KENYA – The government through the new Kenya Cooperative Creameries (KCC), is set to build a US$5.16 million (Kes 750 million) milk processing plant in Narok County to boost milk productivity and farmers’ income.

According to the Cabinet Secretary in Charge of Cooperative and Micro, Small, and Medium Enterprise Simon Chelugui, the government is aiming to reduce losses incurred by eliminating brokers in milk purchases.

The brokers were identified as middlemen who exploited farmers by buying their produce at a very low cost and later selling the milk at almost double the price, causing farmers to incur losses.

 “By building the factories, we will be eliminating the hawking of milk, where farmers sell a litre of milk for as low as Kes 30. The standard buying price will not be less than Kes 50,” he said.

“We target to increase our daily milk production as a country from 1.5 million litres to 4.5 million litres by empowering farmers to do more production.”

The CS also expressed confidence that Narok County has the potential to produce over 100,000 litres of milk daily, owing to the favourable climatic conditions and large parcels of land.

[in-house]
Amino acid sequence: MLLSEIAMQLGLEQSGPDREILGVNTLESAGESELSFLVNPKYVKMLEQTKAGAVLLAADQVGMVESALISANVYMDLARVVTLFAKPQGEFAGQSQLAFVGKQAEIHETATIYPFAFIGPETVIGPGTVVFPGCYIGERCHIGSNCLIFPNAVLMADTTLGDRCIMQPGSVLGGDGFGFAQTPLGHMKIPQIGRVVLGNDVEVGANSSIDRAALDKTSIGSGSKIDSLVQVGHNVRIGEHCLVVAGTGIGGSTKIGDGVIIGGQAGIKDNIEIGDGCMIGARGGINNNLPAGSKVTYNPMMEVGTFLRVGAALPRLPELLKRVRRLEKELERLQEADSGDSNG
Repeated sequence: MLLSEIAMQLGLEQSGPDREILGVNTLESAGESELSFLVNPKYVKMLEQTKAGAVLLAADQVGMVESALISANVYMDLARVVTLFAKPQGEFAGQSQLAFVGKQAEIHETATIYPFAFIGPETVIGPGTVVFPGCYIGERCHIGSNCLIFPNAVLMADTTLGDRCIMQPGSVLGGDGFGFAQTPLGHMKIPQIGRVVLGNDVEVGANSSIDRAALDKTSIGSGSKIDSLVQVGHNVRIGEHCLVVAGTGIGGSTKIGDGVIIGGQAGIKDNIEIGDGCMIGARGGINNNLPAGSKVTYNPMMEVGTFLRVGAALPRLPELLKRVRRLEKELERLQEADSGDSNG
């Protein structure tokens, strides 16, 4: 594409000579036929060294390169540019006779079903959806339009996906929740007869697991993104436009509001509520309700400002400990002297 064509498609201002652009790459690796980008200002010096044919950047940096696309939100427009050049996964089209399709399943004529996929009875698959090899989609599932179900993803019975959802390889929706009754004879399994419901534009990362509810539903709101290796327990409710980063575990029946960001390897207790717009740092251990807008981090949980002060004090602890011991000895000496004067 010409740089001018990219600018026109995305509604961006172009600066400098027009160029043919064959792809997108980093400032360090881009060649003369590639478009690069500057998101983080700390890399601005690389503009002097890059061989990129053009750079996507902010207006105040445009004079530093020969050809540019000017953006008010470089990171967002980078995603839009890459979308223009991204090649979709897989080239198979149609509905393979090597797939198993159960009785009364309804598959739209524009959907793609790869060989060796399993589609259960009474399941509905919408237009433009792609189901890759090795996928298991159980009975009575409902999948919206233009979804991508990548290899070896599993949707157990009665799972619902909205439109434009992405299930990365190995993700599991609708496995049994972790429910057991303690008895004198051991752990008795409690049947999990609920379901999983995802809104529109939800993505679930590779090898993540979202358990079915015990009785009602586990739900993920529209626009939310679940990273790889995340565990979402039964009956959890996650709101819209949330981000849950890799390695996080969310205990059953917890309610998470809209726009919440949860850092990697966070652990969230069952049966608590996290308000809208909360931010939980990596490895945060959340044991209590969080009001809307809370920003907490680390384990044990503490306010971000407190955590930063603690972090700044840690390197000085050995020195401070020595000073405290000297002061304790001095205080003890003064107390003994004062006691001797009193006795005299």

Apart from building the factory, the CS announced that the government will build a modern dairy farm adjacent to the processing farm that will act as a training ground for the farmers.

“We want to empower Narok farmers in all ways so that they can lead in milk production in the country. The milk from Narok is known to be of high quality, which is recommended in the international markets,” he said.

In addition, Governor Ntutu said the county government had set up 30 acres of land to put up the factory, adding it would be a game changer for the residents as the farmers would have a market for their milk as well as many job opportunities being created.

“200 people will be employed directly, while another 1,000 will be employed indirectly. This will reduce the rate of joblessness in our county as almost all these people will come from our county,” he said.

He added that there are estimated to be 300 milk cooperatives in the county, which would be responsible for ensuring the milk sold out is of high quality and meets the standards of the international markets.

Meanwhile, an official from the Ministry of Agriculture has warned of a decline in milk production amid the increasingly disruptive environment characterised by climatic shocks.

Head of Climate Change and Livestock Sustainability at the ministry Bernard Kimoro, said an increase in temperature by one degree Celsius will have devastating effects on milk production.

He assured that the ministry has several projects underway to roll out to help adapt and mitigate the impacts of climate change.

He noted that the climate-smart agriculture strategy is in place to help address some of the challenges brought about by the impacts of climate change.

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